A Hong Kong court has dismissed an appeal challenging a government requirement for foreign domestic workers to live with their employers.

The Court of Appeal on Monday rejected Filipino domestic worker Nancy Almorin Lubiano’s appeal against her unsuccessful legal challenge in 2018, which sought to overturn the compulsory live-in rule. She described the requirement as unconstitutional and potentially infringing on the rights of foreign domestic workers.

Domestics helper gathering in central on Sunday May 31, 2020. Photo: May James/HKFP.

Since 2003, domestic workers in Hong Kong have been required to live in the place of their employment, with “suitable accommodation” provided by their employers. Representing Lubiano, barristers Paul Shieh SC and Earl Deng – instructed by Daly & Associates – argued the worker had experienced the “restrictive nature” of the requirement.

They criticised the live-in rule as blurring the lines between work and rest, as well as exposing workers to exploitation and abuse. It also “heightened” the risk of breaching the International Covenant on Economic, Social and Cultural Rights (ICESCR), and other rights under the Basic Law, they said.

But the three justices who heard the appeal disagreed. They dismissed Shek’s argument as “based on his alleged everyday experience [which] cannot fill in the evidence gap” and said it could not be used to challenge the rule, which is part of the immigration control policy set by the Director of Immigration.

High Court. File photo: Rachel Wong/HKFP.

They also called the ruling delivered by Judge Anderson Chow in 2018 “well-founded.”

“I am by no means satisfied that the risk of ill-treatment is unacceptably or significantly increased by the fact that the FDH [foreign domestic helper] is living in the employer’s residence,” Chow wrote in his previous ruling, which was quoted in the appeal judgement.

He added: “Where ill-treatment does occur, it seems to me that the real cause of the problem lies in the employer, instead of in the fact that the FDH is required to live in the employer’s residence.”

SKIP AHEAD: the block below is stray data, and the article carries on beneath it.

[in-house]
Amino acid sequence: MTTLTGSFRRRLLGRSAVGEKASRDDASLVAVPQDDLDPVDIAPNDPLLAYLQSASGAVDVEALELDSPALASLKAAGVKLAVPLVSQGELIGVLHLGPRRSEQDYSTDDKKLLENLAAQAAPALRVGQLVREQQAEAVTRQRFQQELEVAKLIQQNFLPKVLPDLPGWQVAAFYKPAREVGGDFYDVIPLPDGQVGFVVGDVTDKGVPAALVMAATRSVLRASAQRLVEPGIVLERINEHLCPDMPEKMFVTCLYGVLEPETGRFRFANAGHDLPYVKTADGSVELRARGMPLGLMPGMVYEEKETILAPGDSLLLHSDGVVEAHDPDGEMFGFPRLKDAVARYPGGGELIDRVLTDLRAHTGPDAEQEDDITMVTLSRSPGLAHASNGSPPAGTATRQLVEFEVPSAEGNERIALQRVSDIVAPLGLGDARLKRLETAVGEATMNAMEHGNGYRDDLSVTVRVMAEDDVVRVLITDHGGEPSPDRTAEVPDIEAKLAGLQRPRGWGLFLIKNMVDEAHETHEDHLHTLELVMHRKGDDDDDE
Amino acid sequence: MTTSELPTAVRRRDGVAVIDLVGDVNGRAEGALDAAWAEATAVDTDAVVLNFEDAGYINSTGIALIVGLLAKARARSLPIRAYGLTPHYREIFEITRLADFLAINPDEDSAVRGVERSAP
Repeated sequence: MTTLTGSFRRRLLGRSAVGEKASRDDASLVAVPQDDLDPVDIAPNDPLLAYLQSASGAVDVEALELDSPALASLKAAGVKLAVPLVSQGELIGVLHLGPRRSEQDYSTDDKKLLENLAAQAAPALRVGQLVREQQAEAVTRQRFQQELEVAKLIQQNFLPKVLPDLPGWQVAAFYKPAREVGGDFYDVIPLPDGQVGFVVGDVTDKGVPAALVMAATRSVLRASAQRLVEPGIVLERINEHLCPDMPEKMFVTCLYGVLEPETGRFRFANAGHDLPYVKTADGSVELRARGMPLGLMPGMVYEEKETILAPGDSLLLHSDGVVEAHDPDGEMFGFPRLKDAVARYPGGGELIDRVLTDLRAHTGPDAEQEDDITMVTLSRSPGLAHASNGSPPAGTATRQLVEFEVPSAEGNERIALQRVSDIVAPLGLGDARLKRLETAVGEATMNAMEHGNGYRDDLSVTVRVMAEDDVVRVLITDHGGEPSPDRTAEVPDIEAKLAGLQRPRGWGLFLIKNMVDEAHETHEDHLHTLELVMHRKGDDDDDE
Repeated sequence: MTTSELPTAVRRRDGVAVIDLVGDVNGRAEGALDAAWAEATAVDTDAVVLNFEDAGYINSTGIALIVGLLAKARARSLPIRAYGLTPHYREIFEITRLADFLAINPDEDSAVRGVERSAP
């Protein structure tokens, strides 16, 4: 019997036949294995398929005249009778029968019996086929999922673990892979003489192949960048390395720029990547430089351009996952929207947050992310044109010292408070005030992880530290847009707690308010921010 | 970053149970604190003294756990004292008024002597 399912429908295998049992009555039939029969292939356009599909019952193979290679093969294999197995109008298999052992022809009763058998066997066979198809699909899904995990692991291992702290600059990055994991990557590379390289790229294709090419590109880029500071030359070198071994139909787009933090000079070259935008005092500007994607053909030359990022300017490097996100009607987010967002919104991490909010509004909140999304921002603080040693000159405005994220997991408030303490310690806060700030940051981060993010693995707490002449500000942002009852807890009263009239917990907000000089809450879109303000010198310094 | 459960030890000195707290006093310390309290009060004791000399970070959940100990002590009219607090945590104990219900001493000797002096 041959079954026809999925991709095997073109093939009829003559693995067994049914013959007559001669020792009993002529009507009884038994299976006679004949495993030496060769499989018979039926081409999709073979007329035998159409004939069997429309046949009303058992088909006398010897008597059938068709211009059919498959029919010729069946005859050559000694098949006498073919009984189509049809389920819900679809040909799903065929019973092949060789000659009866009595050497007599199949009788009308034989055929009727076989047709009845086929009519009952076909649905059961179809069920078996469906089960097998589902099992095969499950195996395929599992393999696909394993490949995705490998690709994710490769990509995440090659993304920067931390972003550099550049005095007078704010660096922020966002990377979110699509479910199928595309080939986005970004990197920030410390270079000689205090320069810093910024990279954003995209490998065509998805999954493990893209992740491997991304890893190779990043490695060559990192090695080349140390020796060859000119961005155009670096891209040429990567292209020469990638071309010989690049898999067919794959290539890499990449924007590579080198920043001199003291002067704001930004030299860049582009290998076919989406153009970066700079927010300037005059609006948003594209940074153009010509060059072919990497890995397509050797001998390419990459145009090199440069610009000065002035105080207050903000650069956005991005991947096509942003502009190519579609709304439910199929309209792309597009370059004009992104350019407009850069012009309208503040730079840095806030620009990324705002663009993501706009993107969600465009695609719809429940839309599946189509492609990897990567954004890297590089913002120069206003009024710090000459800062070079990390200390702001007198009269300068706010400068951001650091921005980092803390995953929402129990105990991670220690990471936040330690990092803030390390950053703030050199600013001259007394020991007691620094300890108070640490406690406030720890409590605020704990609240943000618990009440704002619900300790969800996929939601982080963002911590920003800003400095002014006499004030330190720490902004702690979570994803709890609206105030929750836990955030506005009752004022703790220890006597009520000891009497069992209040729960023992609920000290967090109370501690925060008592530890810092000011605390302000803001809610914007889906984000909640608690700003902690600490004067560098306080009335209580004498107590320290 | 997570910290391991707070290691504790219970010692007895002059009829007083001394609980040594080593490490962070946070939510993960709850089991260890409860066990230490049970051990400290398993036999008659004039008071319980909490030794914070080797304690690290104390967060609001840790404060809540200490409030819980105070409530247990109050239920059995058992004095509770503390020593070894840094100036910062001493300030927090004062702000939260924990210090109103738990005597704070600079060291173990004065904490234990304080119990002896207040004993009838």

In a statement, Daly & Associates said the firm was disappointed with the judgement and called it a “judicial stamp” that dismissed foreign domestic workers as “not worthy” of the basic rights enjoyed by others living and working in Hong Kong.

Photo: Asian Migrants Coordinating Body.

The firm also criticised the live-in rule as symptomatic of wider “systemic discrimination” against foreign domestic workers in the city.

“Regrettably, today, the Court reaffirmed that human rights provisions in the Basic Law continue to be emptied by any practical meaning and effect,” the statement read.

“In these critical times when rights protection by the judiciary is supposed to be a fundamental element of the rule of law, this is a dangerous trend.”

The ruling sparked concerns among migrant workers’ rights groups, including HELP for Domestic Workers, which has operated in Hong Kong for more than three decades. The NGO said the live-in rule contributed to the mistreatment of domestic workers and called for legal “ambiguities” enabling exploitation to be addressed.

“It is important to acknowledge that many [domestic workers] by reason of the mandatory live in rule continue to experience or are exposed to the risk of physical and sexual violence by their employer’s household,” the group wrote in a statement.

Eni Lestari (centre-right). Photo: Asian Migrants Coordinating Body.

Another advocate of domestic workers’ rights, Eni Lestari, told HKFP the appeal dismissal showed that local authorities had no intention of respecting the rights of migrant workers as other foreigners employed in Hong Kong.

The chairwoman of the International Migrants Alliance said the judgement would pose a challenge for the domestic workers’ community ahead, as they struggled to eradicate what she described as “modern slavery” in the city.

“If Hong Kong applauds itself as a city that upholds human rights, I think this ruling is really contrary to that kind of a claim… I hope the society will realise that and also protest against the Hong Kong government to eradicate the modern slavery practice in Hong Kong,” she said.

Kelly Ho

Kelly Ho has an interest in local politics, education and sports. She formerly worked at South China Morning Post Young Post, where she specialised in reporting on issues related to Hong Kong youth. She has a bachelor's degree in Journalism from the University of Hong Kong, with a second major in Politics and Public Administration.